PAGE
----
A 12-year-old, previously un-aired interview with O.J. Simpson reveals the embattled pro athlete saying he was "murdered also" when his wife and her friend died under mysterious circumstances in 1994.
Brown was accused of murdering his wife and her young friend, Ron Goldman, when the two were found with knife wounds outside of her Los Angeles apartment. He was tried in one of the most publicized and controversial trials in American history, and ultimately acquitted. However, he was later found liable for the deaths in a civil lawsuit.
Simpson later wrote a book titled If I Did It: Confessions of the Killer, detailing how the murder "might" have happened. This only added to speculation that he is guilty, which has endured for years. Now, to fuel the fire, Fox News is releasing an interview recorded to promote the book in 2006, where Simpson discusses the case and the possibly details of the murder. In it, he says that he was victimized by the crime in his own way.
"To some degree, I didn't really like her," he said, in a teaser clip released by TMZ. "And I thought she was losing herself."
"Did you feel lost?" The interviewer asked.
"In many ways, yeah," Simpson said. "It's almost like Ron and Nicole were physically dead, and it's almost like they killed me. Who I was, was attacked and murdered also in that short period of time. And once again, to this day, it bugs me that it seems that people wanted me to be guilty. And that really really really bothered me."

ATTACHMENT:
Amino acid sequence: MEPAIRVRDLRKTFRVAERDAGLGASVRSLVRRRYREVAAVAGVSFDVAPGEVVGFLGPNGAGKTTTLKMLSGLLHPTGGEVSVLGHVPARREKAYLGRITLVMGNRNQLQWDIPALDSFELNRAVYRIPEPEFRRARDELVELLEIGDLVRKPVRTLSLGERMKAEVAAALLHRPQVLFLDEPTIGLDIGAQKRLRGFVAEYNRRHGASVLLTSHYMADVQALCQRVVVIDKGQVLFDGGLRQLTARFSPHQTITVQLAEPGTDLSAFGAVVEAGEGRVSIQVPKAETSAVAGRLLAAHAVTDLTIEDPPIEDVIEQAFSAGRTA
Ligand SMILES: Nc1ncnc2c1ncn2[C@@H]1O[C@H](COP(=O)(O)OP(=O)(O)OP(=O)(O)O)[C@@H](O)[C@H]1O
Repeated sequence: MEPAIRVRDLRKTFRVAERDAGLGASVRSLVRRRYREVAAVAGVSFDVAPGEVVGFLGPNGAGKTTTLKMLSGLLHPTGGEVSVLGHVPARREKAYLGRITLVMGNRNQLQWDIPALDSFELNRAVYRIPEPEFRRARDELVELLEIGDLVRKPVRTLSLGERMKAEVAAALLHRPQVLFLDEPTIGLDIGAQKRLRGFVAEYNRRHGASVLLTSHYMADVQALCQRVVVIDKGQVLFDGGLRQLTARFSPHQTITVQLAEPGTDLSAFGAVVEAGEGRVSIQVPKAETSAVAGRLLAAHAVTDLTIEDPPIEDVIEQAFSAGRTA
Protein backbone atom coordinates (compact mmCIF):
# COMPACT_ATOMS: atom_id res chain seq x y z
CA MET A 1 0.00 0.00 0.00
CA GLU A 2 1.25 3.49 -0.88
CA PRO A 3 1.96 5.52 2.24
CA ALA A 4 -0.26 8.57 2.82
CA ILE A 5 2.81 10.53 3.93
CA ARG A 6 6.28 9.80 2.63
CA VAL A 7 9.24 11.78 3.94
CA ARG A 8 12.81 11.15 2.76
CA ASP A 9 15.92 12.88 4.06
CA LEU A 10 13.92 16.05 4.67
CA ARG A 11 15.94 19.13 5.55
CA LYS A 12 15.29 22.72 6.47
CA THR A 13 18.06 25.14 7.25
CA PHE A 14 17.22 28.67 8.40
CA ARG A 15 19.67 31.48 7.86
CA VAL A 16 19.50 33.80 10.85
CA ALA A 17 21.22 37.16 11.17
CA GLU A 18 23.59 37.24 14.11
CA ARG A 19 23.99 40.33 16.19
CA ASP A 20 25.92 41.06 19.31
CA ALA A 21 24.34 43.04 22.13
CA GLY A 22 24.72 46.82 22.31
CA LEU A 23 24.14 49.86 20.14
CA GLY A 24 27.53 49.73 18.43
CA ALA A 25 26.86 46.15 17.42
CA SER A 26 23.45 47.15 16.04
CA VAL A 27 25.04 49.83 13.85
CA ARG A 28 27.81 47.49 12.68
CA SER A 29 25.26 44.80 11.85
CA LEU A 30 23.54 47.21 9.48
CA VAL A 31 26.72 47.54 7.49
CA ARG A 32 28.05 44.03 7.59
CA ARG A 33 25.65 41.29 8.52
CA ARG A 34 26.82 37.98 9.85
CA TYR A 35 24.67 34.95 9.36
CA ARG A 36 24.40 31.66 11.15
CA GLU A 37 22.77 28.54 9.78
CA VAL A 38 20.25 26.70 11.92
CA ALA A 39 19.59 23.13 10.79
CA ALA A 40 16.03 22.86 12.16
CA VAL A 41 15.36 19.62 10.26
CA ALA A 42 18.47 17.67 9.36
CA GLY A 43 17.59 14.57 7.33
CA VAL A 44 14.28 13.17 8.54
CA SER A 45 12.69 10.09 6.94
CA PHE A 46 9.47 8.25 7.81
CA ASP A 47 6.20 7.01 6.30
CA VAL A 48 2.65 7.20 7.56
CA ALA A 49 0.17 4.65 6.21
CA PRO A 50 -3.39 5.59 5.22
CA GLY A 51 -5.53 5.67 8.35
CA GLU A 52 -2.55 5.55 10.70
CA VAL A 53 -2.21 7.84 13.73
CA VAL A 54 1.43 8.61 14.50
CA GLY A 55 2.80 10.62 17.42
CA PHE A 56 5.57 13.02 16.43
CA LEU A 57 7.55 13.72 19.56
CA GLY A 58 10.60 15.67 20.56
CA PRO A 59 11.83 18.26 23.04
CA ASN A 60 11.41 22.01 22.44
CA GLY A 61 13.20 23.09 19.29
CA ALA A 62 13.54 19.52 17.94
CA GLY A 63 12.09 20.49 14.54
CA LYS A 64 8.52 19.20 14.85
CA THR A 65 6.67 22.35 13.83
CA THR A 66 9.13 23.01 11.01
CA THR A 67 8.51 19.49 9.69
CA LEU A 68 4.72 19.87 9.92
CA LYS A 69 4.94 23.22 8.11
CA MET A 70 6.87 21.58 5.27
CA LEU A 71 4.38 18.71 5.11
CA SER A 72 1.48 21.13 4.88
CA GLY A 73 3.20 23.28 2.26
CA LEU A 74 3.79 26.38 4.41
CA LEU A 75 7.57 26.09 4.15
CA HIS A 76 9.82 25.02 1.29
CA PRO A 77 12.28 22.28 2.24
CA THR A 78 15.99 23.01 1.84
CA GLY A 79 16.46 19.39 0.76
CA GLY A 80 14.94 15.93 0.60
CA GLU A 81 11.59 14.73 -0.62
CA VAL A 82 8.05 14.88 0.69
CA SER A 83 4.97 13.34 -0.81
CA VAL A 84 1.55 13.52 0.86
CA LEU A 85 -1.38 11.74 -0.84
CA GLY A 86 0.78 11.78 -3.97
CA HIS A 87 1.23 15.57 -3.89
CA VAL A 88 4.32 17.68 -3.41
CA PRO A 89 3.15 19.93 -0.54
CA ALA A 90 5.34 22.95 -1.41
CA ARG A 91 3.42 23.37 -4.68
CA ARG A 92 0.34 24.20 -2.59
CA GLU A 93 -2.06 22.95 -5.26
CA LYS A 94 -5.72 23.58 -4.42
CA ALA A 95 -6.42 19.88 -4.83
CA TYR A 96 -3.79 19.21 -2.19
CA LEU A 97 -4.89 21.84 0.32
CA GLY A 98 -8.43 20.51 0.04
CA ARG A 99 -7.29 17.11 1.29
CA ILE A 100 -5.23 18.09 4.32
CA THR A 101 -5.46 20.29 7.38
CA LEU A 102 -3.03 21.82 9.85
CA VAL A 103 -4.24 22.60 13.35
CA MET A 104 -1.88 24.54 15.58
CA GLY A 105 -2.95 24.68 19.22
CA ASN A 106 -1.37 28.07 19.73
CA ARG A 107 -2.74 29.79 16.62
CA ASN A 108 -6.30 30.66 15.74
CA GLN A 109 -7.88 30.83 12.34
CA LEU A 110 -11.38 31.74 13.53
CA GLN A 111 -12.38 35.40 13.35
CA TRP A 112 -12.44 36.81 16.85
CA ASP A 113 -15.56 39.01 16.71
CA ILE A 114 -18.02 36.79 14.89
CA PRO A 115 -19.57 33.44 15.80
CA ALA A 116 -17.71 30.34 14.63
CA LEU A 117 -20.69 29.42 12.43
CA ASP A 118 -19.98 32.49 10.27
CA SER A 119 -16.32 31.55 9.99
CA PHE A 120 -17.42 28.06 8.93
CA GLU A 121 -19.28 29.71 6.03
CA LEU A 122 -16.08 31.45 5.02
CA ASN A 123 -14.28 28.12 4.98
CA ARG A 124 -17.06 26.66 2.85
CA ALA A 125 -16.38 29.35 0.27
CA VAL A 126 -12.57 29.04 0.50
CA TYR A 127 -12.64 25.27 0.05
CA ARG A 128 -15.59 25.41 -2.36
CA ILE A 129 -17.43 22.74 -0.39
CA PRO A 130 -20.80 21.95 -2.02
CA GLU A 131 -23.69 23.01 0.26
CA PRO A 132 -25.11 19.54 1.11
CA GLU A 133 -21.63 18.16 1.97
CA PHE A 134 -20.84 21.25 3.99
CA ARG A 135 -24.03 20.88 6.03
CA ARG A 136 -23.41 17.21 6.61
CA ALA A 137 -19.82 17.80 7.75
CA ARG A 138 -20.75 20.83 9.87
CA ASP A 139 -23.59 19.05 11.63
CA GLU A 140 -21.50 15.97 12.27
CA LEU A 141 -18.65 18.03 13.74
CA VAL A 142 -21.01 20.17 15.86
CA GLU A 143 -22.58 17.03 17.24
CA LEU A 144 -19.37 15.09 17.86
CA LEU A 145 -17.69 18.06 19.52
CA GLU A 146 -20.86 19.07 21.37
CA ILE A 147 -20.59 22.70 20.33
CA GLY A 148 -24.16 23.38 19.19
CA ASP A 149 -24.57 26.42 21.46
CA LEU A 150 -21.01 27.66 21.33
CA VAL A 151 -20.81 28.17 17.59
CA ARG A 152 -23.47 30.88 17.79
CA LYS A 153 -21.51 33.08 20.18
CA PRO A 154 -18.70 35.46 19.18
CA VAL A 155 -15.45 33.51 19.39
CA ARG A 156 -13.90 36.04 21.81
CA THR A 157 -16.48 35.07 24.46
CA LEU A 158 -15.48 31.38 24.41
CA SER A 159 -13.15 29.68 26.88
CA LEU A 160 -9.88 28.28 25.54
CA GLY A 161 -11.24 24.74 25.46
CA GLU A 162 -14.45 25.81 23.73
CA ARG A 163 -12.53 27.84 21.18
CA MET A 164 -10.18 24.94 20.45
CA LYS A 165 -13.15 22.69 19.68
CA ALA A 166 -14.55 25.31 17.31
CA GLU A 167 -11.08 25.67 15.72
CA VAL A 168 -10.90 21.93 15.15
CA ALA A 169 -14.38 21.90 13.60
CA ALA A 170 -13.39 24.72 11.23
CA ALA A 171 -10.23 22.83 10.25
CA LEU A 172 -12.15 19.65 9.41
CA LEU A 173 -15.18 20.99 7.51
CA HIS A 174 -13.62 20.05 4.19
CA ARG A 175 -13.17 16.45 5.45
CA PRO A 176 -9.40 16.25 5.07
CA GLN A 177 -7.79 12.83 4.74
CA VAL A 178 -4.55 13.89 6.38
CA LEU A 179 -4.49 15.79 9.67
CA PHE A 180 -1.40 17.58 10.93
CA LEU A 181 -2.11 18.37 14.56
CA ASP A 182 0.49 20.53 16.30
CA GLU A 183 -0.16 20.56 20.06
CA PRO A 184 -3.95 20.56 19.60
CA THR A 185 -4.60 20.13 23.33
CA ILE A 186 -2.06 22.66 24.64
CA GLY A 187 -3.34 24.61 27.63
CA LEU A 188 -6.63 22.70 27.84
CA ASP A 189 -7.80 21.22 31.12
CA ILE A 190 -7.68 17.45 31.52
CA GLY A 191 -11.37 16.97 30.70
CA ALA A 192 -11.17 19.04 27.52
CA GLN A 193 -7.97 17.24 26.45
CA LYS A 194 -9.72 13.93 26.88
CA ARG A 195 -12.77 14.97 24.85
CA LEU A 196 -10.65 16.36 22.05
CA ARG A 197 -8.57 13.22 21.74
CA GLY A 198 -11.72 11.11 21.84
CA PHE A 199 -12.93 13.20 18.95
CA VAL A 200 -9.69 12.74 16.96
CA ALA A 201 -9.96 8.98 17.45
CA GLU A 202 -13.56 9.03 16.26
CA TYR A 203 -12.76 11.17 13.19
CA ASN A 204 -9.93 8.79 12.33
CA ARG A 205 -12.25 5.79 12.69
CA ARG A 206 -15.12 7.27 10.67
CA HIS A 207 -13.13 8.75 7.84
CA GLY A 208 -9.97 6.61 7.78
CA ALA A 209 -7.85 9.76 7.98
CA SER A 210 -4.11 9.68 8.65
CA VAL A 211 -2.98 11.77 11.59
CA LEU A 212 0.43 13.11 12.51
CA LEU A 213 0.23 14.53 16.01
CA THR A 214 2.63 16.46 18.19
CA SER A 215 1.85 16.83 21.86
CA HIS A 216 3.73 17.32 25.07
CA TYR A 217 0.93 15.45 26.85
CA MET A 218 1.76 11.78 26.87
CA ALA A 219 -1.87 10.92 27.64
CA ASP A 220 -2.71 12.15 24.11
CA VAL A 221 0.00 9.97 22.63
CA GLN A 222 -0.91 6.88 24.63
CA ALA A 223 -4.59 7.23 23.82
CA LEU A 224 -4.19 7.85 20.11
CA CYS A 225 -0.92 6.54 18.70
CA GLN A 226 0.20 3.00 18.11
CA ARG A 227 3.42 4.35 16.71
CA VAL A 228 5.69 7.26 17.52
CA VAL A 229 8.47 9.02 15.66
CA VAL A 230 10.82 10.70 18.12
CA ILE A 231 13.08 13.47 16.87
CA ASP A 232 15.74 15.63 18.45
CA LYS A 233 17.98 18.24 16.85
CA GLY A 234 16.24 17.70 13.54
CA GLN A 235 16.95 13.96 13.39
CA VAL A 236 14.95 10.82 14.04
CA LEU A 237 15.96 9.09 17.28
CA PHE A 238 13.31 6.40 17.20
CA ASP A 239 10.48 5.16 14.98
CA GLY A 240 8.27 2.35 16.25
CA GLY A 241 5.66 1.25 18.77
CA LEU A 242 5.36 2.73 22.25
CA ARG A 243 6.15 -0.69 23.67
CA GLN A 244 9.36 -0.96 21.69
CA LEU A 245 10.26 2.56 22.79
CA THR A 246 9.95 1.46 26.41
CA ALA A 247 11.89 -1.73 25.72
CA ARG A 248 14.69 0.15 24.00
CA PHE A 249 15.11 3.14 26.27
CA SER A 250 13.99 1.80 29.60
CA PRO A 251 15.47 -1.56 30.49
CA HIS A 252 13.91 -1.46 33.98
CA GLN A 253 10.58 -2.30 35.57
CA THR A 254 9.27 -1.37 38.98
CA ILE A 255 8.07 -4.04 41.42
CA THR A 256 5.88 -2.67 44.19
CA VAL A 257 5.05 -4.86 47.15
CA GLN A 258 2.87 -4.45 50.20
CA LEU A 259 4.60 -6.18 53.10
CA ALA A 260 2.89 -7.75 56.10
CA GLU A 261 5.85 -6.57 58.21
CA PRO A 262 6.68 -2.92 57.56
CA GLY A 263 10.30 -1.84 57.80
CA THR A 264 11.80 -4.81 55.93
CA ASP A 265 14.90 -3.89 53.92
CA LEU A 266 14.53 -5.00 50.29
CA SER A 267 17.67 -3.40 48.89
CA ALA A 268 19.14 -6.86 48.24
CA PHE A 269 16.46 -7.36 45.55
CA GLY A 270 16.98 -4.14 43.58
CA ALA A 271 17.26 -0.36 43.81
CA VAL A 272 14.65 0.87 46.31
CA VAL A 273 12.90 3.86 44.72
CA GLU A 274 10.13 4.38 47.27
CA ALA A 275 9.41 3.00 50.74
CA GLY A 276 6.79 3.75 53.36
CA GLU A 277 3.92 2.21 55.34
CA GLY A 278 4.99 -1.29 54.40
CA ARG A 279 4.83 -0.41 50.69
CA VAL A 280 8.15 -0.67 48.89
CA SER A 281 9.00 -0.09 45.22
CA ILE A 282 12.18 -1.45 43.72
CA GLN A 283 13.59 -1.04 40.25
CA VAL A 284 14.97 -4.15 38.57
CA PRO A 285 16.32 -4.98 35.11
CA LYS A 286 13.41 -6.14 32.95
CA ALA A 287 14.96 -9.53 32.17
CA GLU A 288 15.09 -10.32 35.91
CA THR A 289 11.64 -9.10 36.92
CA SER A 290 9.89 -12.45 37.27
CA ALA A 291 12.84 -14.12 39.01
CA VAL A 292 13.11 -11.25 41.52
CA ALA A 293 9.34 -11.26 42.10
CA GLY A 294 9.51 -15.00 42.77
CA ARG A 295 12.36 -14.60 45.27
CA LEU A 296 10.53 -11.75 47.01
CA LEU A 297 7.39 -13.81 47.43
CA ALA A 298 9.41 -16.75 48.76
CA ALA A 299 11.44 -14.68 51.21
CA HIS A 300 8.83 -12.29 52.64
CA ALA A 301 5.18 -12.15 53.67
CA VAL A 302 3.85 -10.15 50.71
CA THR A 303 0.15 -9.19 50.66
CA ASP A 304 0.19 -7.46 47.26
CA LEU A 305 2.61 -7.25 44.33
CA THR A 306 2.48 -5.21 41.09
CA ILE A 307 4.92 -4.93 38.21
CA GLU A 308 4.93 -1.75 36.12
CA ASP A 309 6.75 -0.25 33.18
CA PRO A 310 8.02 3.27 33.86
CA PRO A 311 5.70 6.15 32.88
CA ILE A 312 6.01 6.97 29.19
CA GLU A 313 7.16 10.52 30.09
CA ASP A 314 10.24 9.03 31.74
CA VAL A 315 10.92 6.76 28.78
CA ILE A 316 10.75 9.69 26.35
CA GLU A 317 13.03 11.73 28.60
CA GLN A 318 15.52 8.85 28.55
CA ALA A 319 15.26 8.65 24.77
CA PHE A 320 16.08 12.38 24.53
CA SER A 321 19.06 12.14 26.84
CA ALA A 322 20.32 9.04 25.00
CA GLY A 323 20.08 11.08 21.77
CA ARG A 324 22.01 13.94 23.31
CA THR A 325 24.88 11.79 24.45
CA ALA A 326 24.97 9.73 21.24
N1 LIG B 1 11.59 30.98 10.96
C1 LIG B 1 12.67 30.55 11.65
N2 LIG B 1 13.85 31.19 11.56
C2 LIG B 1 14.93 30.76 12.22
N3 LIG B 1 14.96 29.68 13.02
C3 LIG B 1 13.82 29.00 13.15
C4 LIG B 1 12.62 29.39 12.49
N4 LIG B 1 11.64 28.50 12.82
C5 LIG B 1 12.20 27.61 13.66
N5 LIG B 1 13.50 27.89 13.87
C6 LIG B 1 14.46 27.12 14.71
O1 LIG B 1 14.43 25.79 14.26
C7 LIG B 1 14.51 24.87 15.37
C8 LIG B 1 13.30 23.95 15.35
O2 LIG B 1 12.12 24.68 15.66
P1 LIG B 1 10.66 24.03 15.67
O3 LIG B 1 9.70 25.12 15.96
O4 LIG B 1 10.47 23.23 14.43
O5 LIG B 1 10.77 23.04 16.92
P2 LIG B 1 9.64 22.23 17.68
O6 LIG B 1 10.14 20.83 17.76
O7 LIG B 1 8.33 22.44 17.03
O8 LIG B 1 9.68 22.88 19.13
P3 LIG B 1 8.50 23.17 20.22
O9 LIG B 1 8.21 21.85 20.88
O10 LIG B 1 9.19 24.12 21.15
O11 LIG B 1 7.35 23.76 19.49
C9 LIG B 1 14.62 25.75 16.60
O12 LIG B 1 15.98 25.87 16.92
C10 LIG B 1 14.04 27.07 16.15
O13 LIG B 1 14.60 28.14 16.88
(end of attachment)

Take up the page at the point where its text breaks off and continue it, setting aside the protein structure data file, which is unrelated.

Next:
The interview reportedly includes footage of Simpson detailing the murders in a play-by-play fashion, and even lapsing into first person as he describes the crimes like he committed them. However, the clip includes his articulation of his complicated feelings towards his wife at the time of her death as well.
"I loved her to no end, and I always loved her, you know? I think what happened, it became the reverse of what she said to me when she said she wanted a divorce: I loved her but I didn't like her," he laughed.
"I wasn't in love with her, and that's what she had said to me to get a divorce. And I kind of figured that's where we were at at the time of her death. I loved her, but I wasn't in love with her, you know?"
As for the presumption of guilt, which plagues Simpson almost 25 years later, he said in 2006 that he was growing a thick skin.
"I'm a little calcified to it all today. I can — my friends and family and I, because there's so many stories in the tabloids that are not true, we just live with it."